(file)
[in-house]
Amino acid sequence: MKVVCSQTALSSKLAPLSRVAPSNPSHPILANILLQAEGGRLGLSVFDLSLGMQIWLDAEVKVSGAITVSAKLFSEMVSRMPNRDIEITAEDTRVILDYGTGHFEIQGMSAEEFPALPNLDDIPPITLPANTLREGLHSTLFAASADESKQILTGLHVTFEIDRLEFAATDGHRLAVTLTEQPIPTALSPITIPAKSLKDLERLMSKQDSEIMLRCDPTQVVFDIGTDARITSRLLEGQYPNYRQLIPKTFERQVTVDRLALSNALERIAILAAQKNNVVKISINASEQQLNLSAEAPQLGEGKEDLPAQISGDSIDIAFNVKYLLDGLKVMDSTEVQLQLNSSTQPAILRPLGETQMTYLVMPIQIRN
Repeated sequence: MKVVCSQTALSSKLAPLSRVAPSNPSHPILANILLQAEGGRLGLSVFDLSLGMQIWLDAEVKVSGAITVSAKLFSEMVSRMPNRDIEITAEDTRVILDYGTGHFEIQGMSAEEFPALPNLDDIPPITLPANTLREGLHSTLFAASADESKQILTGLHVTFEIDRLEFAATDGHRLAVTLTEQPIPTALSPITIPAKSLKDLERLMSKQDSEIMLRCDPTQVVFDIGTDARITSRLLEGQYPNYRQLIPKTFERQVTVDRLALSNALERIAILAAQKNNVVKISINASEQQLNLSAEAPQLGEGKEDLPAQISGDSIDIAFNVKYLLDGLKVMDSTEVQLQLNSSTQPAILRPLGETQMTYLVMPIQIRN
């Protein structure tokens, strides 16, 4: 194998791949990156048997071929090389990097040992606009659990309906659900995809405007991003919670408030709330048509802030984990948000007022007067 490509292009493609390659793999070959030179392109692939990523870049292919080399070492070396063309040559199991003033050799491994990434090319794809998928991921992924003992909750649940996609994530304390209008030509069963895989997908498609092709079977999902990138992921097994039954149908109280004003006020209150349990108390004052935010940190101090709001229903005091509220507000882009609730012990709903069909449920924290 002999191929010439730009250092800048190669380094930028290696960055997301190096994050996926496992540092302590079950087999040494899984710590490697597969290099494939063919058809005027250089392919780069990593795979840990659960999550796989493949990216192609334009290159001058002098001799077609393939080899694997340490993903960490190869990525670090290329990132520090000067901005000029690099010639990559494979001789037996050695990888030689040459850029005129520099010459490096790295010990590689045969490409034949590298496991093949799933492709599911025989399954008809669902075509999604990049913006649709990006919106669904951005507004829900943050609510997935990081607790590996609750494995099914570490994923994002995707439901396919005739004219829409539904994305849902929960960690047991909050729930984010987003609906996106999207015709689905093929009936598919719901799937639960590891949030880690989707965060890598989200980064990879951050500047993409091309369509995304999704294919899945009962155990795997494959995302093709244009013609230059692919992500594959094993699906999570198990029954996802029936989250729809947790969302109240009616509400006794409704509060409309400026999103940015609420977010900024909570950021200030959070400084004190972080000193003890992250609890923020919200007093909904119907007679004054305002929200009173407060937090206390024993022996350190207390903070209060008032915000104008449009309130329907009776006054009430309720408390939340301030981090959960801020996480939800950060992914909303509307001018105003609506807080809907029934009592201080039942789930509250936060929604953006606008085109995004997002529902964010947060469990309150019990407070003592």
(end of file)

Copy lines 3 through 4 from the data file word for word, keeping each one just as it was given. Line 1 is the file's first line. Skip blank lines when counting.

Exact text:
Repeated sequence: MKVVCSQTALSSKLAPLSRVAPSNPSHPILANILLQAEGGRLGLSVFDLSLGMQIWLDAEVKVSGAITVSAKLFSEMVSRMPNRDIEITAEDTRVILDYGTGHFEIQGMSAEEFPALPNLDDIPPITLPANTLREGLHSTLFAASADESKQILTGLHVTFEIDRLEFAATDGHRLAVTLTEQPIPTALSPITIPAKSLKDLERLMSKQDSEIMLRCDPTQVVFDIGTDARITSRLLEGQYPNYRQLIPKTFERQVTVDRLALSNALERIAILAAQKNNVVKISINASEQQLNLSAEAPQLGEGKEDLPAQISGDSIDIAFNVKYLLDGLKVMDSTEVQLQLNSSTQPAILRPLGETQMTYLVMPIQIRN
């Protein structure tokens, strides 16, 4: 194998791949990156048997071929090389990097040992606009659990309906659900995809405007991003919670408030709330048509802030984990948000007022007067 490509292009493609390659793999070959030179392109692939990523870049292919080399070492070396063309040559199991003033050799491994990434090319794809998928991921992924003992909750649940996609994530304390209008030509069963895989997908498609092709079977999902990138992921097994039954149908109280004003006020209150349990108390004052935010940190101090709001229903005091509220507000882009609730012990709903069909449920924290 002999191929010439730009250092800048190669380094930028290696960055997301190096994050996926496992540092302590079950087999040494899984710590490697597969290099494939063919058809005027250089392919780069990593795979840990659960999550796989493949990216192609334009290159001058002098001799077609393939080899694997340490993903960490190869990525670090290329990132520090000067901005000029690099010639990559494979001789037996050695990888030689040459850029005129520099010459490096790295010990590689045969490409034949590298496991093949799933492709599911025989399954008809669902075509999604990049913006649709990006919106669904951005507004829900943050609510997935990081607790590996609750494995099914570490994923994002995707439901396919005739004219829409539904994305849902929960960690047991909050729930984010987003609906996106999207015709689905093929009936598919719901799937639960590891949030880690989707965060890598989200980064990879951050500047993409091309369509995304999704294919899945009962155990795997494959995302093709244009013609230059692919992500594959094993699906999570198990029954996802029936989250729809947790969302109240009616509400006794409704509060409309400026999103940015609420977010900024909570950021200030959070400084004190972080000193003890992250609890923020919200007093909904119907007679004054305002929200009173407060937090206390024993022996350190207390903070209060008032915000104008449009309130329907009776006054009430309720408390939340301030981090959960801020996480939800950060992914909303509307001018105003609506807080809907029934009592201080039942789930509250936060929604953006606008085109995004997002529902964010947060469990309150019990407070003592």